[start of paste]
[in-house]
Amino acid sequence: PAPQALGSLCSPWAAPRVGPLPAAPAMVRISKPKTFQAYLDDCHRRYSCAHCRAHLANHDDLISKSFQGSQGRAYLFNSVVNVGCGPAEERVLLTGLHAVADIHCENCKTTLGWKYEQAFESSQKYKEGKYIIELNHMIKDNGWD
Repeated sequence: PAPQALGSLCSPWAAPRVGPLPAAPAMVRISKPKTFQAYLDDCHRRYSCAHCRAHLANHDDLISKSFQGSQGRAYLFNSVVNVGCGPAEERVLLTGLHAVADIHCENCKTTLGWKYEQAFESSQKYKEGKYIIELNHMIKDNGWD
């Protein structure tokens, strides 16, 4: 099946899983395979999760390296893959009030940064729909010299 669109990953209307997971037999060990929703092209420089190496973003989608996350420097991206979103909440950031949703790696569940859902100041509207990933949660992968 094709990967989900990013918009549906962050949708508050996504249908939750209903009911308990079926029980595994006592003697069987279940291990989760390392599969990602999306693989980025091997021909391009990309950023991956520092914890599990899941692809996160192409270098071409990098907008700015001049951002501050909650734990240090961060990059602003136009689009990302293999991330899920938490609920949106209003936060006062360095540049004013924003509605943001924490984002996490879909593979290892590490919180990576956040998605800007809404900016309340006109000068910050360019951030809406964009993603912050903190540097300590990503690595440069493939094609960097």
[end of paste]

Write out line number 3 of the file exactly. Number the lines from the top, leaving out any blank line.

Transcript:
Repeated sequence: PAPQALGSLCSPWAAPRVGPLPAAPAMVRISKPKTFQAYLDDCHRRYSCAHCRAHLANHDDLISKSFQGSQGRAYLFNSVVNVGCGPAEERVLLTGLHAVADIHCENCKTTLGWKYEQAFESSQKYKEGKYIIELNHMIKDNGWD